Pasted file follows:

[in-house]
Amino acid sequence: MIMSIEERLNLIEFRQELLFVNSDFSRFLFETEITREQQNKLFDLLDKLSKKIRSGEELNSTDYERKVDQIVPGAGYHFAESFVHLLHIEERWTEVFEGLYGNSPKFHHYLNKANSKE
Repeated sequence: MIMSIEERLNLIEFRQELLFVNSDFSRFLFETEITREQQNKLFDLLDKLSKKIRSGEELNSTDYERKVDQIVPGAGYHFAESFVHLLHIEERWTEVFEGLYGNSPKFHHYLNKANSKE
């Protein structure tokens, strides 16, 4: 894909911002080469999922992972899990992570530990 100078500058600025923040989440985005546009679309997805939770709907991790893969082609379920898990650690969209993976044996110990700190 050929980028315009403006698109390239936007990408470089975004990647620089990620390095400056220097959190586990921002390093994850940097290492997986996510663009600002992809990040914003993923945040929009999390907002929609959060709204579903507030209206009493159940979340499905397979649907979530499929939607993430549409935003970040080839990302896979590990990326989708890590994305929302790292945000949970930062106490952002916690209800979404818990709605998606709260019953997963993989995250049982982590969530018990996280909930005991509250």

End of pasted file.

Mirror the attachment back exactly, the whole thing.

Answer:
[in-house]
Amino acid sequence: MIMSIEERLNLIEFRQELLFVNSDFSRFLFETEITREQQNKLFDLLDKLSKKIRSGEELNSTDYERKVDQIVPGAGYHFAESFVHLLHIEERWTEVFEGLYGNSPKFHHYLNKANSKE
Repeated sequence: MIMSIEERLNLIEFRQELLFVNSDFSRFLFETEITREQQNKLFDLLDKLSKKIRSGEELNSTDYERKVDQIVPGAGYHFAESFVHLLHIEERWTEVFEGLYGNSPKFHHYLNKANSKE
């Protein structure tokens, strides 16, 4: 894909911002080469999922992972899990992570530990 100078500058600025923040989440985005546009679309997805939770709907991790893969082609379920898990650690969209993976044996110990700190 050929980028315009403006698109390239936007990408470089975004990647620089990620390095400056220097959190586990921002390093994850940097290492997986996510663009600002992809990040914003993923945040929009999390907002929609959060709204579903507030209206009493159940979340499905397979649907979530499929939607993430549409935003970040080839990302896979590990990326989708890590994305929302790292945000949970930062106490952002916690209800979404818990709605998606709260019953997963993989995250049982982590969530018990996280909930005991509250």